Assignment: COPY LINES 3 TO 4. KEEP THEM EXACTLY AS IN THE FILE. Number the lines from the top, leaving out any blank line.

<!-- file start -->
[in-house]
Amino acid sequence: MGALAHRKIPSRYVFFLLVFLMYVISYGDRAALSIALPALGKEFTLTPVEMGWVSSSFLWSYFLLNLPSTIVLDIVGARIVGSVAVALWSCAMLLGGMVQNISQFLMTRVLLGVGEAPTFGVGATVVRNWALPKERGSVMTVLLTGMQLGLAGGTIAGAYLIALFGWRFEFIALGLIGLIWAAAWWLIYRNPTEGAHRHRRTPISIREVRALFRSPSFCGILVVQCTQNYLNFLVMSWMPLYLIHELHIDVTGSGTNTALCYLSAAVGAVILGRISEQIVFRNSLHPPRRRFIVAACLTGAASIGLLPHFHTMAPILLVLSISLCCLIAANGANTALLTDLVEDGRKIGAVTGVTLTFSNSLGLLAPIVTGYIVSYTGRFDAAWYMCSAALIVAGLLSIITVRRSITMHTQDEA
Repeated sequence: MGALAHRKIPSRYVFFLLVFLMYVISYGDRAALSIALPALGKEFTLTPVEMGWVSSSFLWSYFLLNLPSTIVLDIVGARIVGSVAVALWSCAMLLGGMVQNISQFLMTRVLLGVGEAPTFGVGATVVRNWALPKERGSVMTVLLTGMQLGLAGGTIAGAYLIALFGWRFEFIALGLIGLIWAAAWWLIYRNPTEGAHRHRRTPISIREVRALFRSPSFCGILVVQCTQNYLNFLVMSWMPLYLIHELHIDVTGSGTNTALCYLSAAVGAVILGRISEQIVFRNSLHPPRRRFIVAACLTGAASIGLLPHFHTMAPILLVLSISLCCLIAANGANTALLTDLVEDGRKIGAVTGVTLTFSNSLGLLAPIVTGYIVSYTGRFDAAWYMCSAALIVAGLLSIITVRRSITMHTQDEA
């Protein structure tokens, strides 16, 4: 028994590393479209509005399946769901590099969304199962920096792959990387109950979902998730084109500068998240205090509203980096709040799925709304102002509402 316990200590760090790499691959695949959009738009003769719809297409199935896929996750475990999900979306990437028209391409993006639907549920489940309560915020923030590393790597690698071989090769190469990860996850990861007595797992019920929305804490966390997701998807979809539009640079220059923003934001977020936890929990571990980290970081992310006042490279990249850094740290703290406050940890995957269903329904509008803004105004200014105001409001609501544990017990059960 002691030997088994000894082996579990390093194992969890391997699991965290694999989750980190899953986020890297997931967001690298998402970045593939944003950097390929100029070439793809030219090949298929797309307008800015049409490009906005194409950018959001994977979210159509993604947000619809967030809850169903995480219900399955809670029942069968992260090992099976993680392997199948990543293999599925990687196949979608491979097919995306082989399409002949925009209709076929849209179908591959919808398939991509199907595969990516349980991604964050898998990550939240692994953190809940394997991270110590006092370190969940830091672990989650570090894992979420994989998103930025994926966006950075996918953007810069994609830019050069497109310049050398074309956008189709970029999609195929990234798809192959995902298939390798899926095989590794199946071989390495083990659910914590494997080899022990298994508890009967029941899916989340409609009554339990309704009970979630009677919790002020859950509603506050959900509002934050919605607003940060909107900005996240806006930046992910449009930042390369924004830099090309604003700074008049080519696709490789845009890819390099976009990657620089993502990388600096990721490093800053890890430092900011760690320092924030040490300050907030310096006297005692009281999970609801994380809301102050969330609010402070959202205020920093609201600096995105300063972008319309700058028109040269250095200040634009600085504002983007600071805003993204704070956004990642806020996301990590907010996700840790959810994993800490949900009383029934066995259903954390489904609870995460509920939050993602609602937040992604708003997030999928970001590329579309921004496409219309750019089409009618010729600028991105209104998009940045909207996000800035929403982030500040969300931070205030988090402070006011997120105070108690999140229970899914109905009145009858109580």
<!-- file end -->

Repeated sequence: MGALAHRKIPSRYVFFLLVFLMYVISYGDRAALSIALPALGKEFTLTPVEMGWVSSSFLWSYFLLNLPSTIVLDIVGARIVGSVAVALWSCAMLLGGMVQNISQFLMTRVLLGVGEAPTFGVGATVVRNWALPKERGSVMTVLLTGMQLGLAGGTIAGAYLIALFGWRFEFIALGLIGLIWAAAWWLIYRNPTEGAHRHRRTPISIREVRALFRSPSFCGILVVQCTQNYLNFLVMSWMPLYLIHELHIDVTGSGTNTALCYLSAAVGAVILGRISEQIVFRNSLHPPRRRFIVAACLTGAASIGLLPHFHTMAPILLVLSISLCCLIAANGANTALLTDLVEDGRKIGAVTGVTLTFSNSLGLLAPIVTGYIVSYTGRFDAAWYMCSAALIVAGLLSIITVRRSITMHTQDEA
């Protein structure tokens, strides 16, 4: 028994590393479209509005399946769901590099969304199962920096792959990387109950979902998730084109500068998240205090509203980096709040799925709304102002509402 316990200590760090790499691959695949959009738009003769719809297409199935896929996750475990999900979306990437028209391409993006639907549920489940309560915020923030590393790597690698071989090769190469990860996850990861007595797992019920929305804490966390997701998807979809539009640079220059923003934001977020936890929990571990980290970081992310006042490279990249850094740290703290406050940890995957269903329904509008803004105004200014105001409001609501544990017990059960 002691030997088994000894082996579990390093194992969890391997699991965290694999989750980190899953986020890297997931967001690298998402970045593939944003950097390929100029070439793809030219090949298929797309307008800015049409490009906005194409950018959001994977979210159509993604947000619809967030809850169903995480219900399955809670029942069968992260090992099976993680392997199948990543293999599925990687196949979608491979097919995306082989399409002949925009209709076929849209179908591959919808398939991509199907595969990516349980991604964050898998990550939240692994953190809940394997991270110590006092370190969940830091672990989650570090894992979420994989998103930025994926966006950075996918953007810069994609830019050069497109310049050398074309956008189709970029999609195929990234798809192959995902298939390798899926095989590794199946071989390495083990659910914590494997080899022990298994508890009967029941899916989340409609009554339990309704009970979630009677919790002020859950509603506050959900509002934050919605607003940060909107900005996240806006930046992910449009930042390369924004830099090309604003700074008049080519696709490789845009890819390099976009990657620089993502990388600096990721490093800053890890430092900011760690320092924030040490300050907030310096006297005692009281999970609801994380809301102050969330609010402070959202205020920093609201600096995105300063972008319309700058028109040269250095200040634009600085504002983007600071805003993204704070956004990642806020996301990590907010996700840790959810994993800490949900009383029934066995259903954390489904609870995460509920939050993602609602937040992604708003997030999928970001590329579309921004496409219309750019089409009618010729600028991105209104998009940045909207996000800035929403982030500040969300931070205030988090402070006011997120105070108690999140229970899914109905009145009858109580």